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An excerpt from www.HouseOfNames.com archives copyright 2000 - 2016


The name Prows comes from the ancient Norman culture that was established in Britain after the Conquest of 1066. It was a name for a proud, haughty, or brave being derived from the Old French word prous.

Prows Early Origins



The surname Prows was first found in Devon where they held a family seat from very early times and were granted lands by Duke William of Normandy, their liege Lord, for their distinguished assistance at the Battle of Hastings in 1066 A.D. However, some remained in Normandy as Drogon Prose was listed there in the Magni Rotuli Scaccarii Normanniae (1180-1195.) [1]CITATION[CLOSE]
The Norman People and Their Existing Descendants in the British Dominions and the United States Of America. Baltimore: Genealogical Publishing, 1975. Print. (ISBN 0-8063-0636-X)

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Prows Spelling Variations


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Prows Spelling Variations



Anglo-Norman names are characterized by a multitude of spelling variations. When the Normans became the ruling people of England in the 11th century, they introduced a new language into a society where the main languages of Old and later Middle English had no definite spelling rules. These languages were more often spoken than written, so they blended freely with one another. Contributing to this mixing of tongues was the fact that medieval scribes spelled words according to sound, ensuring that a person's name would appear differently in nearly every document in which it was recorded. The name has been spelled Prouse, Prouze, Prowse, Prowze, Prouz, Prowes and others.

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Prows Early History


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Prows Early History



This web page shows only a small excerpt of our Prows research. Another 305 words (22 lines of text) covering the years 160 and 1608 are included under the topic Early Prows History in all our PDF Extended History products and printed products wherever possible.

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Prows Early Notables (pre 1700)


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Prows Early Notables (pre 1700)



More information is included under the topic Early Prows Notables in all our PDF Extended History products and printed products wherever possible.

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The Great Migration


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The Great Migration



For many English families, the political and religious disarray that plagued their homeland made the frontiers of the New World an attractive prospect. Thousands migrated, aboard cramped disease-ridden ships. They arrived sick, poor, and hungry, but were welcomed in many cases with far greater opportunity than at home in England. Many of these hardy settlers went on to make important contributions to the emerging nations in which they landed. Among early immigrants bearing the name Prows or a variant listed above were: George Prouse who settled in Virginia in 1624; Emblence Prouse settled in Virginia in 1639; Germaine Prouse settled in New York in 1775; John Prowse settled in Virginia in 1639..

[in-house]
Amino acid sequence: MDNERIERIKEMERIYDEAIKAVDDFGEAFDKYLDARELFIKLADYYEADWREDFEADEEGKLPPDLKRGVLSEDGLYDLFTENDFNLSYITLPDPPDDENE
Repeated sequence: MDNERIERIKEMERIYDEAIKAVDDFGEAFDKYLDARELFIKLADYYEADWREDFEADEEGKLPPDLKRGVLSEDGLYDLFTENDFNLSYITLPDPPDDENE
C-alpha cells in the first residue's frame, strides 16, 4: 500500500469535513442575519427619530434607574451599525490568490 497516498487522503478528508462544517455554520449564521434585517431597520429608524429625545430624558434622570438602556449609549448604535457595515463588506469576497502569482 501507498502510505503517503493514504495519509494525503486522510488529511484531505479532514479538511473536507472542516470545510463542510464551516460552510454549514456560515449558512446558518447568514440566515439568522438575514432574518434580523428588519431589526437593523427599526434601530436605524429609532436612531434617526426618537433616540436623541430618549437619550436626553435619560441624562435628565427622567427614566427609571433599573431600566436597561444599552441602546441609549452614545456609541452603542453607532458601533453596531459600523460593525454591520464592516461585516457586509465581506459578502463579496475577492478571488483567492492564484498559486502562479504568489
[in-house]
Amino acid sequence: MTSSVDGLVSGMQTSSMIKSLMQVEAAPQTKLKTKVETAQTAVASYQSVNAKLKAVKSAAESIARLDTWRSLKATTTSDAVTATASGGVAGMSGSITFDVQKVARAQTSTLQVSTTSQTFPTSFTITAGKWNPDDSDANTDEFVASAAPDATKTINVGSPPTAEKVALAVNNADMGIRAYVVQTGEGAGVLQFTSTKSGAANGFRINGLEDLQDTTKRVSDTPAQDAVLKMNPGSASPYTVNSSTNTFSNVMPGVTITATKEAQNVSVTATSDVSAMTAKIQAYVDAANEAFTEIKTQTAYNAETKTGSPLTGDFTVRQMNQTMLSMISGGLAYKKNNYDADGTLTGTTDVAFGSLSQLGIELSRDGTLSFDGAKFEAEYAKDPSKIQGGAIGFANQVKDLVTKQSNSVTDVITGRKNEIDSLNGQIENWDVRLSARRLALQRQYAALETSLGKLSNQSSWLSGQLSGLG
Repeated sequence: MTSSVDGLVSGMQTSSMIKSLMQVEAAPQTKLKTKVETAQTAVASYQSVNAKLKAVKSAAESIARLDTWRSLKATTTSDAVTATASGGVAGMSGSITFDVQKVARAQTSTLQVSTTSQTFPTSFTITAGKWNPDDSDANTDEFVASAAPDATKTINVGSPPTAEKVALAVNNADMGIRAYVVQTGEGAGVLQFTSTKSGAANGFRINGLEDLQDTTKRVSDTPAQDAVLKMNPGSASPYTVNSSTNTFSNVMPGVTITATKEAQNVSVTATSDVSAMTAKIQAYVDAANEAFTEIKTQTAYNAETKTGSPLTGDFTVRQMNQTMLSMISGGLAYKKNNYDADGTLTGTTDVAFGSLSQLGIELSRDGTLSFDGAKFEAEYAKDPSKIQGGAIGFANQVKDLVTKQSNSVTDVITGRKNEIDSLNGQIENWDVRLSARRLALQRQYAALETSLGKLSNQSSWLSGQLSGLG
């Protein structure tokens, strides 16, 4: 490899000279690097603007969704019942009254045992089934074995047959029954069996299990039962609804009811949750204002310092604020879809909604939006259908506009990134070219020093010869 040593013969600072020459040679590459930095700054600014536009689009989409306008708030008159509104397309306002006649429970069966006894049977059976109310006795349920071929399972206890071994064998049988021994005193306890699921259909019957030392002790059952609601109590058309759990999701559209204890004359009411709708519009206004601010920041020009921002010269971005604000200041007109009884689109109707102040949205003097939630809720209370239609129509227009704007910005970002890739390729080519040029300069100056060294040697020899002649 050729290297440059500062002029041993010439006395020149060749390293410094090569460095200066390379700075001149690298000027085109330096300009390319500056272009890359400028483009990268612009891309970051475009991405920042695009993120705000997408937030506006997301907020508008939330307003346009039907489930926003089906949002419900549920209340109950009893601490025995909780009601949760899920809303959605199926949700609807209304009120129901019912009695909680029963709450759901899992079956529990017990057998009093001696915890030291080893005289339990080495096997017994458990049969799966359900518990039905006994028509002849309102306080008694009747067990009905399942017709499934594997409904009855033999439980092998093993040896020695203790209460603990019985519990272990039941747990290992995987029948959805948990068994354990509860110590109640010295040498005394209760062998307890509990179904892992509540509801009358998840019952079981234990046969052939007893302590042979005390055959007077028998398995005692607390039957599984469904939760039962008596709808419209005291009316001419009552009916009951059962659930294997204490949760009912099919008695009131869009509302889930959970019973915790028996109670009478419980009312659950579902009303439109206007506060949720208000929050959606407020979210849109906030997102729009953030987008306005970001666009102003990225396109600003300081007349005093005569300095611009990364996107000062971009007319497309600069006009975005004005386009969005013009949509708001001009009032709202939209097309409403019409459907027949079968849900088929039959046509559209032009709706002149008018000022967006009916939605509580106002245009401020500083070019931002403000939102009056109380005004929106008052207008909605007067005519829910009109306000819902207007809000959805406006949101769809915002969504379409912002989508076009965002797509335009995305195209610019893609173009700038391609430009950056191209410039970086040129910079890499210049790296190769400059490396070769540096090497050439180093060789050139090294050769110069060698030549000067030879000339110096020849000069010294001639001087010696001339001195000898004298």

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Contemporary Notables of the name Prows (post 1700)


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Contemporary Notables of the name Prows (post 1700)



  • William Cook Prows (1827-1894), early Mormon leader and American settler, may have been the first man to discover gold on the Comstock Lode

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Prows Family Crest Products


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Prows Family Crest Products




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See Also


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See Also




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Citations


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Citations



  1. ^ The Norman People and Their Existing Descendants in the British Dominions and the United States Of America. Baltimore: Genealogical Publishing, 1975. Print. (ISBN 0-8063-0636-X)

Other References

  1. Markale, J. Celtic Civilization. London: Gordon & Cremonesi, 1976. Print.
  2. Colletta, John P. They Came In Ships. Salt Lake City: Ancestry, 1993. Print.
  3. Thirsk, Joan. The Agrarian History of England and Wales. Cambridge: Cambridge University Press: 7 Volumes. Print.
  4. Elster, Robert J. International Who's Who. London: Europa/Routledge. Print.
  5. Samuelsen, W. David. New York City Passenger List Manifests Index 1820 - 1824. North Salt Lake, Utah: Accelerated Indexing Systems International, 1986. Print.
  6. Lennard, Reginald. Rural England 1086-1135 A Study of Social and Agrarian Conditions. Oxford: Clarendon Press, 1959. Print.
  7. Williams, Dr Ann. And G.H. Martin . Domesday Book A Complete Translation. London: Penguin, 1992. Print. (ISBN 0-141-00523-8).
  8. Bradford, William. History of Plymouth Plantation 1620-1647 Edited by Samuel Eliot Morrison 2 Volumes. New York: Russell and Russell, 1968. Print.
  9. Chadwick, Nora Kershaw and J.X.W.P Corcoran. The Celts. London: Penguin, 1790. Print. (ISBN 0140212116).
  10. The Norman People and Their Existing Descendants in the British Dominions and the United States Of America. Baltimore: Genealogical Publishing, 1975. Print. (ISBN 0-8063-0636-X).
  11. ...

The Prows Family Crest was acquired from the Houseofnames.com archives. The Prows Family Crest was drawn according to heraldic standards based on published blazons. We generally include the oldest published family crest once associated with each surname.

This page was last modified on 2 July 2014 at 15:39.

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